I recently attended a wine tasting party. Always the liturgist, the more I tasted, the more reverie: “hmm a Vidal ice wine would be nice for Winter Ordinary Time; this strong dark Meritage is perfect for Lent and the River Gold, why it has Easter Vigil written all over it!” Luckily I made a switch to 7 Up and my reverie faded.
The Gospel speaks of Jesus’ turning water into the very best of wine. Surely the wine we use at Eucharist must also be special, perhaps from a monastery vineyard in the Italian hills, where nuns stomp the grapes into juice. Actually the directives after Vatican II are quite basic. Canon Law states “any wine may be consecrated provided it is pure, unspoiled wine made from grapes.” The General Instruction of the Roman Missal (GIRM) adds, “The wine for the eucharistic celebration must be from the fruit of the grapevine (cf. Lk 22:18), natural, and unadulterated, that is, without admixture of extraneous substances.”
Sacramental wine may be white or red, weak or strong, sweet or dry with labels of Burgundy, Chablis, Haute Sauterne, Angelica or simply “Altar Wine.”
Most parishes find it prudent to order wine from a local religious goods store. These vendors purchase sacramental wine from suppliers throughout the world, some as small as the New York O-Neh-Da vineyard which was founded in 1872 by Bishop Bernard McQuaid and is the oldest still-producing vineyard founded for sacramental wine production in the United States. Larger wineries that have a special division for sacramental wines include Cribari, Guasti and Christian Brothers.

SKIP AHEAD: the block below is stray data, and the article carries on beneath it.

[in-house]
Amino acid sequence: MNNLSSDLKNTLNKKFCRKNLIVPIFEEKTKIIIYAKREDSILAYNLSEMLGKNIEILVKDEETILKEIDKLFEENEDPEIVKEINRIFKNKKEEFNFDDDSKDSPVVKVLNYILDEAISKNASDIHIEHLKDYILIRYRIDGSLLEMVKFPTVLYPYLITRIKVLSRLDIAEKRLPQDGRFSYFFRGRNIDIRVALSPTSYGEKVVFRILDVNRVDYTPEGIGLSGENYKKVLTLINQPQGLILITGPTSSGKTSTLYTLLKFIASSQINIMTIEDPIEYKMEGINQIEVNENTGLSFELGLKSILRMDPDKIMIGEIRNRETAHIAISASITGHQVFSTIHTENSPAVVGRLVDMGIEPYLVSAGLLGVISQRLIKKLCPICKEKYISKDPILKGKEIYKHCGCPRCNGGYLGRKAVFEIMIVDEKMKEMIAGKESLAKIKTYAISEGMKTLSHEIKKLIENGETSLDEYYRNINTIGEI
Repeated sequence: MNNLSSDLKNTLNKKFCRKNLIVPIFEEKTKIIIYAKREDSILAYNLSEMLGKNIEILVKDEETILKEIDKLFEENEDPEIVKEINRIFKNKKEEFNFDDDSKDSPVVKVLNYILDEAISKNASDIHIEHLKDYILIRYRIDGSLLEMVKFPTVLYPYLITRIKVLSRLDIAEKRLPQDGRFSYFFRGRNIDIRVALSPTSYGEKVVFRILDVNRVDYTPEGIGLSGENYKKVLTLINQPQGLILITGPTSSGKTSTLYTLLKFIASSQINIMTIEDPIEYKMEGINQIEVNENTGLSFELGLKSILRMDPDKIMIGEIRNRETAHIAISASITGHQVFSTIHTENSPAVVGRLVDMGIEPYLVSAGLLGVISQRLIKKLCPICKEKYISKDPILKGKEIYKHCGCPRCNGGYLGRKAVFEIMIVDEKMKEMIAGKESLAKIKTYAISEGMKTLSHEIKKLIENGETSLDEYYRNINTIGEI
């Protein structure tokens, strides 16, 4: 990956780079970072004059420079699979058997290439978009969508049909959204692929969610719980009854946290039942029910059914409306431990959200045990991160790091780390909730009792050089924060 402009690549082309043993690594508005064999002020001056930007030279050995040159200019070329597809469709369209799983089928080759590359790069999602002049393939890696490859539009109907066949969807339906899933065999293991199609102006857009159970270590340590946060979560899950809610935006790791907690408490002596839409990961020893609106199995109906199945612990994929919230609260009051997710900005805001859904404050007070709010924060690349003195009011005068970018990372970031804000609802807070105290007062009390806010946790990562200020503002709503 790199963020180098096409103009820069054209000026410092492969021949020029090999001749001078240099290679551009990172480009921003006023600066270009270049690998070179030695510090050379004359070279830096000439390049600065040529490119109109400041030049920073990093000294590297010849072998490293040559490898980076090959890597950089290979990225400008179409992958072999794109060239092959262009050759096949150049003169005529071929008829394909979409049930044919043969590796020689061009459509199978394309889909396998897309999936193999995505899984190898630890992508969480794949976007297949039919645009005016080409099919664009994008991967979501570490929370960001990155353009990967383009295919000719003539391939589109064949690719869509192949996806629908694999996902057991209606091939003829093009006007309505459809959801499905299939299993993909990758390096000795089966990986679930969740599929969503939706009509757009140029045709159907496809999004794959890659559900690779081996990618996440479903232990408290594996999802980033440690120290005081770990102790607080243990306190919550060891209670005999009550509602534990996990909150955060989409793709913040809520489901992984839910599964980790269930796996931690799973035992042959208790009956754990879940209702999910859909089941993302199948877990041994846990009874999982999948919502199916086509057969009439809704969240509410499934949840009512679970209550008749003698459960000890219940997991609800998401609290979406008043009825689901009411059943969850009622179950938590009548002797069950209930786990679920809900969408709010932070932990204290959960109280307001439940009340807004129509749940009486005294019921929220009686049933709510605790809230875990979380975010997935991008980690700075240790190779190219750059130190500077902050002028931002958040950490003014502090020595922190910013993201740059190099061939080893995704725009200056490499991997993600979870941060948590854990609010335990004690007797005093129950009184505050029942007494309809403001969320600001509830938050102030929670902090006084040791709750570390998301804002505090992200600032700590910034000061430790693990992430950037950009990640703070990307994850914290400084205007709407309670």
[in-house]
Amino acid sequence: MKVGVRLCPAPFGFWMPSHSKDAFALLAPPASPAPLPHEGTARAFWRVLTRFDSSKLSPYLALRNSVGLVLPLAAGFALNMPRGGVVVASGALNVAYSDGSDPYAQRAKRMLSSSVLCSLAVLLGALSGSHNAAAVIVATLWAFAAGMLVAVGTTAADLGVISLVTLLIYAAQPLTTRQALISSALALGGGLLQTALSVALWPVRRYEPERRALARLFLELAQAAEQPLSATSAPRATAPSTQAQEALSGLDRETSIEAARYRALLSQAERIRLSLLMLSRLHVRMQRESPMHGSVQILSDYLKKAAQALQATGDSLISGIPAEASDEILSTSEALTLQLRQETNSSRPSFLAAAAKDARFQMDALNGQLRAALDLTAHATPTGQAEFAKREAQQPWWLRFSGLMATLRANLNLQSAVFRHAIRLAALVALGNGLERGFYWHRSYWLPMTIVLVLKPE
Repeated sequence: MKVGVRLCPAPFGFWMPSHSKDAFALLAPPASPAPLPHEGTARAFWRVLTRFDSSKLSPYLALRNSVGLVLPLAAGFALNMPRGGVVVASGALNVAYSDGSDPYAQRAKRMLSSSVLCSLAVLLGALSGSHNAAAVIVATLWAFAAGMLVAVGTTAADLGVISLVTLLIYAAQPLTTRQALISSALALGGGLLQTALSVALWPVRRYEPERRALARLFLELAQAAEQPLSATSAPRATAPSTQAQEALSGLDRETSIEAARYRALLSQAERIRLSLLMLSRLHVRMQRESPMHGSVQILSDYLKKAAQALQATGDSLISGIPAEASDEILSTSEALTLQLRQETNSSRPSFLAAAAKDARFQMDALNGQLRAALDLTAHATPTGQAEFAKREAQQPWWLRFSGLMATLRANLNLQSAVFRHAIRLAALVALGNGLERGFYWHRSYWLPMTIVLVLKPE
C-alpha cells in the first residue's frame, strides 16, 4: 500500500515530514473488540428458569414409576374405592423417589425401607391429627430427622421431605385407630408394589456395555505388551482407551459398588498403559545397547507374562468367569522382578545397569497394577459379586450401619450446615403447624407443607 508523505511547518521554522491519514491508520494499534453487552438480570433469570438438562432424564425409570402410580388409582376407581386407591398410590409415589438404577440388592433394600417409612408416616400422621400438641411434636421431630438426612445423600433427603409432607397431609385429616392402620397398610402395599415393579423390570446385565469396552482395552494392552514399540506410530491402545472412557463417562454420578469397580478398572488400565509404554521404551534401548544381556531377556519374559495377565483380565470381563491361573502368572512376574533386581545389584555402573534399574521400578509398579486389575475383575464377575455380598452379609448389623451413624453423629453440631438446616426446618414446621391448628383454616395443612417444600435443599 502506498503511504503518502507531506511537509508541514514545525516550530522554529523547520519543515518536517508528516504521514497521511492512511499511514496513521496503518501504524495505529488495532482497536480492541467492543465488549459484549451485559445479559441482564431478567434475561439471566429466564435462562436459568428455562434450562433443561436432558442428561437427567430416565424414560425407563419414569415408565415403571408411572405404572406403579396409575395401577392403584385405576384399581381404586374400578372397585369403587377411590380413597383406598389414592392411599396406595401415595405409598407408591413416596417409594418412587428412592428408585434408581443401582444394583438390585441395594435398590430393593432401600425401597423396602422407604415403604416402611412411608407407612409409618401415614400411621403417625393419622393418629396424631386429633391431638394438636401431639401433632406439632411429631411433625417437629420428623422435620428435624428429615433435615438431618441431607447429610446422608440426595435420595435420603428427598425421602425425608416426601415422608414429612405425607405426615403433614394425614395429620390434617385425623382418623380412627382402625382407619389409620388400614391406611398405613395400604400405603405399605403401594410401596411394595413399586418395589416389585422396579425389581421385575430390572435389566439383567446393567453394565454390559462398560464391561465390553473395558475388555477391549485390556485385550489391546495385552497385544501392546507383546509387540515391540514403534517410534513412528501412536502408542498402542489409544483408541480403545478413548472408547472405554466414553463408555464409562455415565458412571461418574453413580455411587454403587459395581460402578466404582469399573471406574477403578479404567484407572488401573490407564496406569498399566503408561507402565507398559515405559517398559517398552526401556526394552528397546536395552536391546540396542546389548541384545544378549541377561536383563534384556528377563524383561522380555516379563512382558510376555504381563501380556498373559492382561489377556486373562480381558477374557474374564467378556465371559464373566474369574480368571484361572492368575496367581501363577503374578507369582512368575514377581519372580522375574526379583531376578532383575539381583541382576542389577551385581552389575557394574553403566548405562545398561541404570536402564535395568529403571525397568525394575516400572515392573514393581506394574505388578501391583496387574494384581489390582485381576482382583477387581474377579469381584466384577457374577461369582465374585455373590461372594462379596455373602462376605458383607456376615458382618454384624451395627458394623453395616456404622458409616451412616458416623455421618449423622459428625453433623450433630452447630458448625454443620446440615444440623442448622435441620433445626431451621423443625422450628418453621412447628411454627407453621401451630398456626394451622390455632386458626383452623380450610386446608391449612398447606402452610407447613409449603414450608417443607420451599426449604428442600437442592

When we gather for liturgy everything is simply “there.” We give little thought to how the bread, wine or candles got there, or that they actually cost money. A 12-bottle case of wine from O-Neh-Da runs approximately $55. In my parish one case will last us a little over two weeks. The cost of wine is usually an operating expense on the parish budget. Some parishes in our diocese make provisions, that since the bread and wine are to be the gift of the people, special significance can be given to its purchase. Parishioners are given the opportunity to donate the cost of the bread and wine for one weekend in memory of a loved one or in honor of a special occasion.
The next time we gather for liturgy let us keep in prayer those who grow and harvest the grapes, those who produce and deliver sacramental wine, “the fruit of the vine, the work of human hands.”
Zahorik is director of worship at Most Blessed Sacrament Parish in Oshkosh. She has a master’s degree in liturgical studies.